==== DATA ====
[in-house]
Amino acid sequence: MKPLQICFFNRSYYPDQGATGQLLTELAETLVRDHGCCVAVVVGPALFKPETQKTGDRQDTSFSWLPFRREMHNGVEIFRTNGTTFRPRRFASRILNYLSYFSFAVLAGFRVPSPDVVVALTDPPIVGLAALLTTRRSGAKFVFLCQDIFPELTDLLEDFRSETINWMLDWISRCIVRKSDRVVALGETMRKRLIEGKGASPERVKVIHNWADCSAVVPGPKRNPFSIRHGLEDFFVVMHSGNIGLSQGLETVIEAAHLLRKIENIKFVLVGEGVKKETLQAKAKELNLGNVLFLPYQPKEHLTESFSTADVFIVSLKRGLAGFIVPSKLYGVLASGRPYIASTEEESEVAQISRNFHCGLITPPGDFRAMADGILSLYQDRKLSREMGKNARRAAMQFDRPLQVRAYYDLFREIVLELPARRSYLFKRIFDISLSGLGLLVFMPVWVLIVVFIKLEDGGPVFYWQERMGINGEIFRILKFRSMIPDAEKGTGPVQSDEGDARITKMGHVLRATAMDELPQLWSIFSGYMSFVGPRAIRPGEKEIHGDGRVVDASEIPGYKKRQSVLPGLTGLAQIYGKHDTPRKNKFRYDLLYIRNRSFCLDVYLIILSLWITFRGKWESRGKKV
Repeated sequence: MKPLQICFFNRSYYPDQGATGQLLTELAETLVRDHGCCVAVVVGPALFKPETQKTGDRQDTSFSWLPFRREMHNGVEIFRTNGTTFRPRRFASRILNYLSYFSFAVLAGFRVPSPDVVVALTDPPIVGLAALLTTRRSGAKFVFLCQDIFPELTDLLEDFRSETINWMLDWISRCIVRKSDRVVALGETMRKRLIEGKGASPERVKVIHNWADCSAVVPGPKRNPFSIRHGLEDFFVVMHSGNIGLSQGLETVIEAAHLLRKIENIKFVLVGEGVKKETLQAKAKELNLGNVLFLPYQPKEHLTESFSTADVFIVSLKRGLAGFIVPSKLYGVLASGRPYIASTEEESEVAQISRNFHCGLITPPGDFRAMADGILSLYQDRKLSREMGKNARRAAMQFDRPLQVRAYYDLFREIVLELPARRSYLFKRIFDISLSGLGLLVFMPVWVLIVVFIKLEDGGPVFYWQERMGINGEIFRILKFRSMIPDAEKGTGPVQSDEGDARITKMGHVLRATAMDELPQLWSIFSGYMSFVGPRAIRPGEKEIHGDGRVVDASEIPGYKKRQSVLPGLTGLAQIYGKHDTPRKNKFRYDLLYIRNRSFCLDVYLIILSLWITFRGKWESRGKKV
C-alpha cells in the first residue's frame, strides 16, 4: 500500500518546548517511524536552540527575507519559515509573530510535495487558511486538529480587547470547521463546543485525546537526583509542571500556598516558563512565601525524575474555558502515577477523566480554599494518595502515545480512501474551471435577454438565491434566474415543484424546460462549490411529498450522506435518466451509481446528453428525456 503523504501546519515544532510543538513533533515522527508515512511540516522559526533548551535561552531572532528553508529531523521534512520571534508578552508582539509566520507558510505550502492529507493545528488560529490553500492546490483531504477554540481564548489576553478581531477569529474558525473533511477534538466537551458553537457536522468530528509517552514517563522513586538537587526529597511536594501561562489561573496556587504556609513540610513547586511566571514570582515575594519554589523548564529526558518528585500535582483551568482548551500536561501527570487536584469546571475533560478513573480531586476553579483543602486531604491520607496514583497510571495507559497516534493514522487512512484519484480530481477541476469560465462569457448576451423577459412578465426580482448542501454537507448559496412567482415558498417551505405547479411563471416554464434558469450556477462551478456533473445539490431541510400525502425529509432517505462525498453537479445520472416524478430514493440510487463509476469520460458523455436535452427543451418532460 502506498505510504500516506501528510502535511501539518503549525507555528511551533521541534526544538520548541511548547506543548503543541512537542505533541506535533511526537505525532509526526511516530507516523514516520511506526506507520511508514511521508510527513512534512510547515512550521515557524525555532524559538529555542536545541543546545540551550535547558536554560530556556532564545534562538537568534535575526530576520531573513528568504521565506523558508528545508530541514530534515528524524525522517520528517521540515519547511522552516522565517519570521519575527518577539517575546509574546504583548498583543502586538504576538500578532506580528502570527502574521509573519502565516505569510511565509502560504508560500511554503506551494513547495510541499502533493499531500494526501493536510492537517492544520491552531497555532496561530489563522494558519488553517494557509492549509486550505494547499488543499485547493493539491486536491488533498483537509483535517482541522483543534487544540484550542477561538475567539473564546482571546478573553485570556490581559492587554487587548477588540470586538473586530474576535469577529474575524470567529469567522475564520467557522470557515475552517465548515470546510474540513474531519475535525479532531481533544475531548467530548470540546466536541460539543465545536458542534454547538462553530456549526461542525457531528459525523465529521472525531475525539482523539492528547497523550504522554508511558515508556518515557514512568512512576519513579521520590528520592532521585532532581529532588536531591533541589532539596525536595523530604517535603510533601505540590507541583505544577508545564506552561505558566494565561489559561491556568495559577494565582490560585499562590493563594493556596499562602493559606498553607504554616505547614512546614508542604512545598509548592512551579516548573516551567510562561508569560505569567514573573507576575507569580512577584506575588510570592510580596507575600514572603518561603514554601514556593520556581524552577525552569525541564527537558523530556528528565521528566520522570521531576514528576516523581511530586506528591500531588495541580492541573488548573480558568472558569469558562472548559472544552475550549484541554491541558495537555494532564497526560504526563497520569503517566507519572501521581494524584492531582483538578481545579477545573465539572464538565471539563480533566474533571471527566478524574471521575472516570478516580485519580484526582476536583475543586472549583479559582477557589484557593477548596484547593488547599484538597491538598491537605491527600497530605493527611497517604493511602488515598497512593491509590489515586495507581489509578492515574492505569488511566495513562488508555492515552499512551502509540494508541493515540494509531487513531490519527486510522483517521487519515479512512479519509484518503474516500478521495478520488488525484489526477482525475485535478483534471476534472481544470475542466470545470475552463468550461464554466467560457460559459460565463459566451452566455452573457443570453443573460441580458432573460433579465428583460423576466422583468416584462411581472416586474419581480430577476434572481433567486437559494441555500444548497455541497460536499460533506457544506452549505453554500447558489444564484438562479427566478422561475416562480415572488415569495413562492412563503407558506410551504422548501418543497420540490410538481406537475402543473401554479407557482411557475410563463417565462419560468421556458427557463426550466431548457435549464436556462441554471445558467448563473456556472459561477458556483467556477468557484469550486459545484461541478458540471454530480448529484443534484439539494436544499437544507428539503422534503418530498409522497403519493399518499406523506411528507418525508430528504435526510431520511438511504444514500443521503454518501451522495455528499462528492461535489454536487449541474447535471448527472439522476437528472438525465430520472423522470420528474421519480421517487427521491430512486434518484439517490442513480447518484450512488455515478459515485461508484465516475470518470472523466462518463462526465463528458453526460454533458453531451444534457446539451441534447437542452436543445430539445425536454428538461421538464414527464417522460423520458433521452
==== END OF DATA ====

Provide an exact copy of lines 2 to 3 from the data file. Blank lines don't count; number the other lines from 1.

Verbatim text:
Amino acid sequence: MKPLQICFFNRSYYPDQGATGQLLTELAETLVRDHGCCVAVVVGPALFKPETQKTGDRQDTSFSWLPFRREMHNGVEIFRTNGTTFRPRRFASRILNYLSYFSFAVLAGFRVPSPDVVVALTDPPIVGLAALLTTRRSGAKFVFLCQDIFPELTDLLEDFRSETINWMLDWISRCIVRKSDRVVALGETMRKRLIEGKGASPERVKVIHNWADCSAVVPGPKRNPFSIRHGLEDFFVVMHSGNIGLSQGLETVIEAAHLLRKIENIKFVLVGEGVKKETLQAKAKELNLGNVLFLPYQPKEHLTESFSTADVFIVSLKRGLAGFIVPSKLYGVLASGRPYIASTEEESEVAQISRNFHCGLITPPGDFRAMADGILSLYQDRKLSREMGKNARRAAMQFDRPLQVRAYYDLFREIVLELPARRSYLFKRIFDISLSGLGLLVFMPVWVLIVVFIKLEDGGPVFYWQERMGINGEIFRILKFRSMIPDAEKGTGPVQSDEGDARITKMGHVLRATAMDELPQLWSIFSGYMSFVGPRAIRPGEKEIHGDGRVVDASEIPGYKKRQSVLPGLTGLAQIYGKHDTPRKNKFRYDLLYIRNRSFCLDVYLIILSLWITFRGKWESRGKKV
Repeated sequence: MKPLQICFFNRSYYPDQGATGQLLTELAETLVRDHGCCVAVVVGPALFKPETQKTGDRQDTSFSWLPFRREMHNGVEIFRTNGTTFRPRRFASRILNYLSYFSFAVLAGFRVPSPDVVVALTDPPIVGLAALLTTRRSGAKFVFLCQDIFPELTDLLEDFRSETINWMLDWISRCIVRKSDRVVALGETMRKRLIEGKGASPERVKVIHNWADCSAVVPGPKRNPFSIRHGLEDFFVVMHSGNIGLSQGLETVIEAAHLLRKIENIKFVLVGEGVKKETLQAKAKELNLGNVLFLPYQPKEHLTESFSTADVFIVSLKRGLAGFIVPSKLYGVLASGRPYIASTEEESEVAQISRNFHCGLITPPGDFRAMADGILSLYQDRKLSREMGKNARRAAMQFDRPLQVRAYYDLFREIVLELPARRSYLFKRIFDISLSGLGLLVFMPVWVLIVVFIKLEDGGPVFYWQERMGINGEIFRILKFRSMIPDAEKGTGPVQSDEGDARITKMGHVLRATAMDELPQLWSIFSGYMSFVGPRAIRPGEKEIHGDGRVVDASEIPGYKKRQSVLPGLTGLAQIYGKHDTPRKNKFRYDLLYIRNRSFCLDVYLIILSLWITFRGKWESRGKKV